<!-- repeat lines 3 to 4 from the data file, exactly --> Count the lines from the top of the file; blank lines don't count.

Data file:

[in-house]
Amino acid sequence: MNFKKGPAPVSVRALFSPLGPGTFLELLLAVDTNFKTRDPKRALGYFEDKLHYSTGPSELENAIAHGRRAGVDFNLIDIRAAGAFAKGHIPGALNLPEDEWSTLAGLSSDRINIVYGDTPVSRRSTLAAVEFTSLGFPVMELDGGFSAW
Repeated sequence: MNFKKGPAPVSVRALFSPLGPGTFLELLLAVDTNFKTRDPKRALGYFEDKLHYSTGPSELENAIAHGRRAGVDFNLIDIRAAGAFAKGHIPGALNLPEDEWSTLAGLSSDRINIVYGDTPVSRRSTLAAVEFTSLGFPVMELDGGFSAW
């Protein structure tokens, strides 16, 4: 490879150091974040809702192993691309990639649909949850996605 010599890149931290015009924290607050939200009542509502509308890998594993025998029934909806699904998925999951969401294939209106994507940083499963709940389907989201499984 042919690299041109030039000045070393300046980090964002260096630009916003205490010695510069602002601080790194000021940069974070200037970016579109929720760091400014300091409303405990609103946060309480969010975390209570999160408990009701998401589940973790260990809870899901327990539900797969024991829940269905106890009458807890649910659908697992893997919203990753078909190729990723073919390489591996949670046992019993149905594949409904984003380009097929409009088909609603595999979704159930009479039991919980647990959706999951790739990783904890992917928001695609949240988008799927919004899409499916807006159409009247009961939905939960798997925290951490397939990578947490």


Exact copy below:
Repeated sequence: MNFKKGPAPVSVRALFSPLGPGTFLELLLAVDTNFKTRDPKRALGYFEDKLHYSTGPSELENAIAHGRRAGVDFNLIDIRAAGAFAKGHIPGALNLPEDEWSTLAGLSSDRINIVYGDTPVSRRSTLAAVEFTSLGFPVMELDGGFSAW
């Protein structure tokens, strides 16, 4: 490879150091974040809702192993691309990639649909949850996605 010599890149931290015009924290607050939200009542509502509308890998594993025998029934909806699904998925999951969401294939209106994507940083499963709940389907989201499984 042919690299041109030039000045070393300046980090964002260096630009916003205490010695510069602002601080790194000021940069974070200037970016579109929720760091400014300091409303405990609103946060309480969010975390209570999160408990009701998401589940973790260990809870899901327990539900797969024991829940269905106890009458807890649910659908697992893997919203990753078909190729990723073919390489591996949670046992019993149905594949409904984003380009097929409009088909609603595999979704159930009479039991919980647990959706999951790739990783904890992917928001695609949240988008799927919004899409499916807006159409009247009961939905939960798997925290951490397939990578947490």